Rodolfo Lacy
Undersecretary for Environmental Policy and Planning
View from the Top

Long-Term Goals Set for Renewable Strategy

Wed, 02/19/2014 - 15:44

Q: How have the goals of SEMARNAT changed under the new administration and in light of the National Development Plan?

A: The National Development Plan seeks to harness natural resources through a new approach known as green development. We aim to achieve sustainable development within a green economy. This means increasing investments for sustainable products and services. We will measure the impact green investments have on GDP and promote the creation of green jobs in renewable energy production. For example, employment opportunities that result from a new wind farm are considered green jobs. If a community decides to build a dam or a mini hydro plant, we have to be able to quantify this effort in economic terms and ensure that the people in charge of these projects are properly established and certified. Projects generating natural gas and those involving the capture and storage of CO2 in the subsoil, are also considered part of a green economy because they close the carbon cycle.

SEMARNAT controls territories such as protected natural areas. However, not all hotels inside these protected areas are certified as sustainable buildings or as green hotels. We want to make sure that investments being made in protected natural areas are sustainable and help fight climate change and pollution. There are also natural areas that foster economic activity, such as agriculture, and we can make these activities entirely green.

Q: What can the government do to reconcile the National General Climate Change Law and the National Energy Strategy while making renewable energy targets clearer?

A: The National Energy Strategy deals with energy democratization, which means every segment of society has access to energy and the chance to generate it for self-consumption. Independence from CFE then becomes possible. On the other hand, the law establishes that renewable energy sources have to comprise 35% of the energy mix by 2024. These renewable energy goals are clearly laid out. The National Climate Change Strategy is fixed for the next six years but the National Energy Strategy (NES) is going to be modified every year. The NES will clarify the role of renewable energy sources as this matter is of great concern for players in the sector. The chapters pertaining to renewable energy are modeled after Germany’s example. This country established a goal of producing 70% of its electricity from renewable sources by 2050 and allows many producers to generate their own power. This is possible because solar energy is already a commodity there. Thanks to the Energy Reform and carbon taxes, Mexico will have better opportunities to work on the supply of renewable energy. Households will also have to generate some electricity, separate their waste, and treat their water. We are trying to change the entire paradigm.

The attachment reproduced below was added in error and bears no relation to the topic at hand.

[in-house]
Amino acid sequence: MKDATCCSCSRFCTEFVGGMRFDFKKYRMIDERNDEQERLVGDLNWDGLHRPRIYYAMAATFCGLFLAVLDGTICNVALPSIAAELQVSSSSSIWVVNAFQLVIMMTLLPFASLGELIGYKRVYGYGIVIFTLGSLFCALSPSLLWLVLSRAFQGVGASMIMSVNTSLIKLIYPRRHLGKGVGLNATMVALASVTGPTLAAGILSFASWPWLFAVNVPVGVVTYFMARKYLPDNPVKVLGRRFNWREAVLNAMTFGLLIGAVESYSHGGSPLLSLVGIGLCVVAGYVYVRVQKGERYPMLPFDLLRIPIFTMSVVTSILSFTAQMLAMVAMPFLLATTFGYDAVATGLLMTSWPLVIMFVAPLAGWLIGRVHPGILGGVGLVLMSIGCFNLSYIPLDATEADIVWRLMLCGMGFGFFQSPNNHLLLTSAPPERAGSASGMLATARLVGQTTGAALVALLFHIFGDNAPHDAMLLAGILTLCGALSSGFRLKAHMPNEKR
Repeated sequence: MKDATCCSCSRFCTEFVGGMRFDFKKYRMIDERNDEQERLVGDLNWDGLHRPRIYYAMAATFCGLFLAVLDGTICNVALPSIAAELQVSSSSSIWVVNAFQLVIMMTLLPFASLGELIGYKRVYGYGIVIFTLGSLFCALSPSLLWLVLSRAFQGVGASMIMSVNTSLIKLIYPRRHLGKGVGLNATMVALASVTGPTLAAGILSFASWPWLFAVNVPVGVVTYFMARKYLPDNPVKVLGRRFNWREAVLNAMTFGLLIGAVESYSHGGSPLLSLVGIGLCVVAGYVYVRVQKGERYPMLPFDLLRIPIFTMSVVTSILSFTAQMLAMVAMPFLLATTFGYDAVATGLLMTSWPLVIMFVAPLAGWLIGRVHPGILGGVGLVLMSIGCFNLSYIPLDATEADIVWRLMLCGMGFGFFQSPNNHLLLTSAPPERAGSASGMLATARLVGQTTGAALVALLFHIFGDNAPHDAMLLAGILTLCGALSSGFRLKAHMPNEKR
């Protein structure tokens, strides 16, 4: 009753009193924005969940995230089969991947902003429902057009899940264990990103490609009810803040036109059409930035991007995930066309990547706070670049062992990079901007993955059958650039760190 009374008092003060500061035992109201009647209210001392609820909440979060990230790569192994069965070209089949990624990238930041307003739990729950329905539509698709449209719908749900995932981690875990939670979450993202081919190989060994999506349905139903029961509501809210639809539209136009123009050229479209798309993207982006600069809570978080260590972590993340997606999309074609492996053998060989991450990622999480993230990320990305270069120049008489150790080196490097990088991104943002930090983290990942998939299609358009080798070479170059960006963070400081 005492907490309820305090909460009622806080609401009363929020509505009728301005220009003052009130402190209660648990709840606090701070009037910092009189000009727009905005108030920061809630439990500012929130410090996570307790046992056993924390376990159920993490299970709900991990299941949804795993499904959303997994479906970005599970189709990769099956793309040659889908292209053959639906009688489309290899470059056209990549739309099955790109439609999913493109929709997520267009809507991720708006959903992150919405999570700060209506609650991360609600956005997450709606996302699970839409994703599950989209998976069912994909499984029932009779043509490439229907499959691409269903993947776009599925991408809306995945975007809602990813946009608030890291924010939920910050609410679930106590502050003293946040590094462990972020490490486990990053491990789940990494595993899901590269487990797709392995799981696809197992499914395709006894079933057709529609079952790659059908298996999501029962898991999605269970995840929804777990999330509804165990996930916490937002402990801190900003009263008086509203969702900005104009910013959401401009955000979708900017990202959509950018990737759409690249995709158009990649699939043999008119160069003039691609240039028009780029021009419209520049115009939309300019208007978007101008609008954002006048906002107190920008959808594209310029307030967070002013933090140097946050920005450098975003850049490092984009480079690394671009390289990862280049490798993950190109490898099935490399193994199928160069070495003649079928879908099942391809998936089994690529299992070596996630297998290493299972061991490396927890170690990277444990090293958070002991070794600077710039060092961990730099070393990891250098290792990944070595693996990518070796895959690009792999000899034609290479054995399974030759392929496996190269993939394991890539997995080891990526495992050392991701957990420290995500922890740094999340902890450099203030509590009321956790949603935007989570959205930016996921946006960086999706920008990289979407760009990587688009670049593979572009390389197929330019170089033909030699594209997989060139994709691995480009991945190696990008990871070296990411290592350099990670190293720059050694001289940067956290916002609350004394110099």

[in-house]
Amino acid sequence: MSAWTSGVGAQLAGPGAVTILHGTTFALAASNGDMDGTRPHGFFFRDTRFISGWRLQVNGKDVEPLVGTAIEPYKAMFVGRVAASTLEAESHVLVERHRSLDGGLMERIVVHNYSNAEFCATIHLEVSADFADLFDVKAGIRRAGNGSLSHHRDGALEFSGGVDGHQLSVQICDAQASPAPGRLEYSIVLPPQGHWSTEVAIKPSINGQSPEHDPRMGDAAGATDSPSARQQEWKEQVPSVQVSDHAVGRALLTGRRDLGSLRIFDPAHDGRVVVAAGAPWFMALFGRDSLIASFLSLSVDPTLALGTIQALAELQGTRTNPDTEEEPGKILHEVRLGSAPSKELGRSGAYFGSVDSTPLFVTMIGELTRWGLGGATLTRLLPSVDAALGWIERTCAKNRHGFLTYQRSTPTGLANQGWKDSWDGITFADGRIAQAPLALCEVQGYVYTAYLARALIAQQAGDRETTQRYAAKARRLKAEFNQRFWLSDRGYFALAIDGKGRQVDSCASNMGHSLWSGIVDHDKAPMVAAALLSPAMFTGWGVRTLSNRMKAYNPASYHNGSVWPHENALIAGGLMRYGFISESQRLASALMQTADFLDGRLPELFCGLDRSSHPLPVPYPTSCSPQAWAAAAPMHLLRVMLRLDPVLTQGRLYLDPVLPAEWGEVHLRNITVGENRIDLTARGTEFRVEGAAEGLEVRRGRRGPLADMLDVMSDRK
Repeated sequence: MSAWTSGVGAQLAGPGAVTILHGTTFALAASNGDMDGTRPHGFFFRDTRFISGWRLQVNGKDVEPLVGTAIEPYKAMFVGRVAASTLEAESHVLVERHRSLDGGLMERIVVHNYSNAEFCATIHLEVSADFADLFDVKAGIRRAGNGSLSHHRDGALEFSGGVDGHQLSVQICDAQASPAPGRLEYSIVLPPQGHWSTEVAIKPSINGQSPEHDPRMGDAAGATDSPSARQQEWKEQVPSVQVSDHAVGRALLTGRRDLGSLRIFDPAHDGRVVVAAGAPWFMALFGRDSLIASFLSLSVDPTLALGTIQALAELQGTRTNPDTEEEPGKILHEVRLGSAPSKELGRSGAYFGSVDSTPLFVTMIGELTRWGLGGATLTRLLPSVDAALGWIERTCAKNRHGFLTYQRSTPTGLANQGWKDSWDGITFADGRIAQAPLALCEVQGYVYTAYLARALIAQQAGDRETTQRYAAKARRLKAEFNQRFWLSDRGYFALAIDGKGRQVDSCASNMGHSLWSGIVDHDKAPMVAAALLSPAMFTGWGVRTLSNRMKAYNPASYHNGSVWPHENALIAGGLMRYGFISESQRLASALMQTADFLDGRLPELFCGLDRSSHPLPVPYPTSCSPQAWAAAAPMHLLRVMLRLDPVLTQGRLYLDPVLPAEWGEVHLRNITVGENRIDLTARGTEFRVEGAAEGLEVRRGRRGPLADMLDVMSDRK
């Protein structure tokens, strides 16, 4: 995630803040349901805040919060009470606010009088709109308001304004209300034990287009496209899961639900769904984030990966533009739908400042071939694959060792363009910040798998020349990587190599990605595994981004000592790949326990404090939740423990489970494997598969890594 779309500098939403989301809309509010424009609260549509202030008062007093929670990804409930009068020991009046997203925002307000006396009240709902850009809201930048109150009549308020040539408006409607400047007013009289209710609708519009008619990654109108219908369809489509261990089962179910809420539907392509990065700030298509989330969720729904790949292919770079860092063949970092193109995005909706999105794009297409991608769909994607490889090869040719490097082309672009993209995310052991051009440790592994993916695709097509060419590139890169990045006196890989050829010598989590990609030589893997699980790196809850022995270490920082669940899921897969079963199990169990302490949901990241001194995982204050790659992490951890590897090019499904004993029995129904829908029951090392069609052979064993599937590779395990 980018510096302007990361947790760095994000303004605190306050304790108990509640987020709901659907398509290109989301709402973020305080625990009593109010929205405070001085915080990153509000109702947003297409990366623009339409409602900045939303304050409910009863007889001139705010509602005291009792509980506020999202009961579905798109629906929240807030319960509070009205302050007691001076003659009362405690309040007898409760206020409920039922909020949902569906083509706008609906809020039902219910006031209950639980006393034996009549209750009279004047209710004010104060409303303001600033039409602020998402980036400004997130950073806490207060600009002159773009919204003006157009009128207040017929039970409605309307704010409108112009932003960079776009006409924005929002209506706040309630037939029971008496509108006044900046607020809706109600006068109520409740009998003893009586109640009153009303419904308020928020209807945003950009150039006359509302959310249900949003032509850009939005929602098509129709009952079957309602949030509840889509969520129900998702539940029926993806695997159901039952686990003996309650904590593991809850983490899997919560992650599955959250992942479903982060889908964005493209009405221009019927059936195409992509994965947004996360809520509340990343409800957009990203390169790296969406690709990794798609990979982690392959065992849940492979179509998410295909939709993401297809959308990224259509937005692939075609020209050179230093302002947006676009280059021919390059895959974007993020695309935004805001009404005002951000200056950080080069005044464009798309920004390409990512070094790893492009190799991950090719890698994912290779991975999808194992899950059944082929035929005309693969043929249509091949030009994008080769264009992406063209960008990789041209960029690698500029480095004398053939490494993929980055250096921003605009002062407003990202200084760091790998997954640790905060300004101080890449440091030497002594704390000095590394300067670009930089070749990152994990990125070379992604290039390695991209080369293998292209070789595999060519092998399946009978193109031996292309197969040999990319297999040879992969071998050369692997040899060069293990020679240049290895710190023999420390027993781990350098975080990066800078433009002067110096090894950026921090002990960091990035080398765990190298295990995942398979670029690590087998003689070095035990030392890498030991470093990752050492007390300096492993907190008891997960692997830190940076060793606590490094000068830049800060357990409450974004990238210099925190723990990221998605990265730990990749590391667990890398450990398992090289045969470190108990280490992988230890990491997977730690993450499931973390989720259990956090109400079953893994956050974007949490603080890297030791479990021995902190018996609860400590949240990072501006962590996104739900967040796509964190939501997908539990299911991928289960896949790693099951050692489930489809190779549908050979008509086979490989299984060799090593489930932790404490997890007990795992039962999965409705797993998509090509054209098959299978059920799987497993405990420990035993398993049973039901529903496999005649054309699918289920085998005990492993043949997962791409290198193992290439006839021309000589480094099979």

Q: In order to achieve this, what are your objectives for the development of natural gas and renewable energy projects in the coming years?

A: Over the next five years, CFE will have some renewable energy projects but the larger ones will come from the private sector, mostly in wind power. We are more interested in developing the geothermal energy industry, which is seen as a risky endeavor. It requires plenty of exploration, which Mexico has not done yet. We are trying to eliminate the risks linked to geothermal exploration by ensuring that we can count on exploration insurance policies with the support of the Inter-American Development Bank and the Energy Transition Fund. Five years from now, more exploration will have been done and investments will have grown, possibly even surpassing those in the wind sector.

Q: What can SEMARNAT do to help speed up the bureaucratic procedures for renewable energy projects and ensure these comply with environmental requirements?

A: We are developing a single-window scheme. Anyone interested in developing a renewable energy project will be able to do all the paperwork at a single office. We are also preparing a roundtable on environmental impact. We have two important regulations in the environmental sector: the environmental land management regulation and the environmental impact study. The single-window scheme will merge these two regulations to accelerate the permit obtaining process. However, wind energy projects take up to a year, which is something everyone must keep in mind. Any investment in renewable energy is a long-term investment.